- a debtor of the estate (if the Court decides she owed your dad anything on the basis of community property law or whatever other financial relationship they had, and if the Court doesn't just forgive the debt)

POSSIBLY WRONG, DEFINITELY NOT LEGAL ADVICE.

She can walk away from being a beneficiary, the executor, or a creditor. She can walk away from any assets. But she will still be responsible for her share of the liabilities of the marriage, and for any debts to the estate. (If the Court doesn't forgive them.) As the individual, she cannot legally be held responsible for the debts of the estate (which include but are not limited to funerary costs, costs of probate court, inheritance taxes), but that doesn't actually stop creditors from trying to get their dough. (Other than the IRS. The IRS is surprisingly fair-minded and even kindly about this stuff if only you talk to them before it snowballs.)

The executor may be held liable if the estate is distributed before debts are settled. The only reasons I can think of in favor of your mom serving as executor are to keep the estate's costs down by avoiding the appointment of a professional administrator and possibly, if it's legal in TX, to choose the order in which creditors are satisfied (i.e. if she or you up-fronted estate costs, to ensure you get paid back before the assets are depleted, instead of settling the bar tab or the visa bill first - but I bet the legality of this varies state-to-state.)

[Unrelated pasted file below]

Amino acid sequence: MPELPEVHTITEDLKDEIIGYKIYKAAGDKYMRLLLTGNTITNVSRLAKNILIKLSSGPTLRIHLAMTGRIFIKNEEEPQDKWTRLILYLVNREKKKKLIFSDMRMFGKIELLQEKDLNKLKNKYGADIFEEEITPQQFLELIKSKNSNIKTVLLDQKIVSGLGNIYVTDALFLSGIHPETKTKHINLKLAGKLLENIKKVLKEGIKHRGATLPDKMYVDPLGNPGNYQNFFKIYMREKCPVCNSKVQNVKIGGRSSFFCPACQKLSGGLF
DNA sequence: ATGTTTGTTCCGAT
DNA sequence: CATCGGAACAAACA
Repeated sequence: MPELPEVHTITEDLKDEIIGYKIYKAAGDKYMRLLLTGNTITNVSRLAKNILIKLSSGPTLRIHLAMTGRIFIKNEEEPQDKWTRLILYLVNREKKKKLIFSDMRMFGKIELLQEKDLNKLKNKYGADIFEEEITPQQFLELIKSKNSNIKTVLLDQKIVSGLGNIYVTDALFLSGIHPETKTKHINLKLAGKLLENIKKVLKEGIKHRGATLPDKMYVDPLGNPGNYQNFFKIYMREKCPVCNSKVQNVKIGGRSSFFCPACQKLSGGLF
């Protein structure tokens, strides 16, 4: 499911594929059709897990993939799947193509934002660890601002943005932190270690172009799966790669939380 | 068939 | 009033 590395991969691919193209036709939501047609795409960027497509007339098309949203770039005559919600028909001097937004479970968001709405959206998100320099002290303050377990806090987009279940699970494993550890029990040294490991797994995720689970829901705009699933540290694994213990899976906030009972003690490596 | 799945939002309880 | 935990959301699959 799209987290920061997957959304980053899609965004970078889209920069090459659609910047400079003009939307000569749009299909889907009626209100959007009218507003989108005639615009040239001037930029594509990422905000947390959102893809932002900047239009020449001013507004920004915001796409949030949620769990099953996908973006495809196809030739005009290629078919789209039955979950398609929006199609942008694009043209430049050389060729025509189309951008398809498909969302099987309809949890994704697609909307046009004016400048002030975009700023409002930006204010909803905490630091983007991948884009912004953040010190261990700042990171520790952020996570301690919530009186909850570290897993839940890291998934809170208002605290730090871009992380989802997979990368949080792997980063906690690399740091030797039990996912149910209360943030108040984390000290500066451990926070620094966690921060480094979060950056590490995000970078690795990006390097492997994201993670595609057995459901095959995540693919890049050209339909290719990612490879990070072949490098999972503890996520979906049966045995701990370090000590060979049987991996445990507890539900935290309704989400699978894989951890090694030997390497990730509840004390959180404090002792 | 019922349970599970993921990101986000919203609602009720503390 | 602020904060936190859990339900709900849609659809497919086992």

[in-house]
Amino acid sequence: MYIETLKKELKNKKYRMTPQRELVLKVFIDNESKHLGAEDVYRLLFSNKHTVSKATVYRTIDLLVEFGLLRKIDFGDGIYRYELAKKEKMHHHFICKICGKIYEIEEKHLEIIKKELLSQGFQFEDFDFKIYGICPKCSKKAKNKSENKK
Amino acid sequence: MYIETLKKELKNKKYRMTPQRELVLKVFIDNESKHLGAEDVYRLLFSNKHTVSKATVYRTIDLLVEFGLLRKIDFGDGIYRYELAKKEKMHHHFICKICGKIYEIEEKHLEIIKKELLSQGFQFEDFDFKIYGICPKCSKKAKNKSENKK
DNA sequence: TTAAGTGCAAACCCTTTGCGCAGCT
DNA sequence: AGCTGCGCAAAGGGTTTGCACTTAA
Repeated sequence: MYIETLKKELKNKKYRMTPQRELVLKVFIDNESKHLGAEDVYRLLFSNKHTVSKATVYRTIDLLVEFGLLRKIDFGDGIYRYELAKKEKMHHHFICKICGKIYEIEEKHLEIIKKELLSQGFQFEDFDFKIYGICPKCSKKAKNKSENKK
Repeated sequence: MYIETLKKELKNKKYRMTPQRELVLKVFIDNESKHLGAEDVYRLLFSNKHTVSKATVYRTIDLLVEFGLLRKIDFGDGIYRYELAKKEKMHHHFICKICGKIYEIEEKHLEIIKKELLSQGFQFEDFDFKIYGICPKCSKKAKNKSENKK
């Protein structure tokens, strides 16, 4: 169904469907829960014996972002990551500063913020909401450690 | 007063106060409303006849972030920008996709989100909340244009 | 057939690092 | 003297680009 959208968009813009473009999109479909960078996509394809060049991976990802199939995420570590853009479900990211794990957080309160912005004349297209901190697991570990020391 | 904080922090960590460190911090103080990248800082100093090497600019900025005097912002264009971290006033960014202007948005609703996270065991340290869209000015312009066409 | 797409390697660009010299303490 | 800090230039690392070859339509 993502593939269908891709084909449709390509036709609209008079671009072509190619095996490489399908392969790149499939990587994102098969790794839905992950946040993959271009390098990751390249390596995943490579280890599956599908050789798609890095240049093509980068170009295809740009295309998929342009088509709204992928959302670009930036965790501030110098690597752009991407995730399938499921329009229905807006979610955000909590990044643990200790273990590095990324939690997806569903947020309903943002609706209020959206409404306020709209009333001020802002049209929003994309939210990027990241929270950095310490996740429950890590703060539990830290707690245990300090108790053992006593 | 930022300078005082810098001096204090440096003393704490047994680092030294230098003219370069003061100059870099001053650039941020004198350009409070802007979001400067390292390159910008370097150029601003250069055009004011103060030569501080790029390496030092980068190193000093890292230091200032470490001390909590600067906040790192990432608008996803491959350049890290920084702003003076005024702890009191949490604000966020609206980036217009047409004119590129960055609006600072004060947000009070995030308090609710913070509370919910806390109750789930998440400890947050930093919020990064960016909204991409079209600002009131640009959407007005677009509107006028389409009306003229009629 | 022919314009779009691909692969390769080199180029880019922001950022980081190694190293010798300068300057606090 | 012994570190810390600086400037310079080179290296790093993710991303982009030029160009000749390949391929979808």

posted by gingerest at 7:33 PM on February 27, 2012 [3 favorites]


$2K is crazy high for probate of an estate worth less than $2K.
posted by Sidhedevil at 7:33 PM on February 27, 2012


I tried googling "probate small estate" and found this. Check out to see if any your father's estate qualifies for any of the simpler options.
posted by metahawk at 9:38 PM on February 27, 2012


I am sorry for your loss, and that you are going through this. As someone who went through something similar, I truly sympathize with the complicated feelings that come when grieving is combined with the frustration of complicated legal and financial situations. 2nding looking into the Innocent Spouse clause and visiting your local IRS office in person. The IRS was not especially helpful over the phone, but that may have been in part due to some language difficulties. On that end, finding a sympathetic estate lawyer who worked closely with an experienced accountant was hugely helpful. There are so many state-specific nuances in estate law that even those with top-notch legal experience (my friends, not me!) couldn't give much definitive advice, since we're not all located in the same state. So I agree about talking to more lawyers in order to compare costs and for someone who may be able to work with you at a more reasonable budget. Consider contacting your local bar association if you need more recommendations.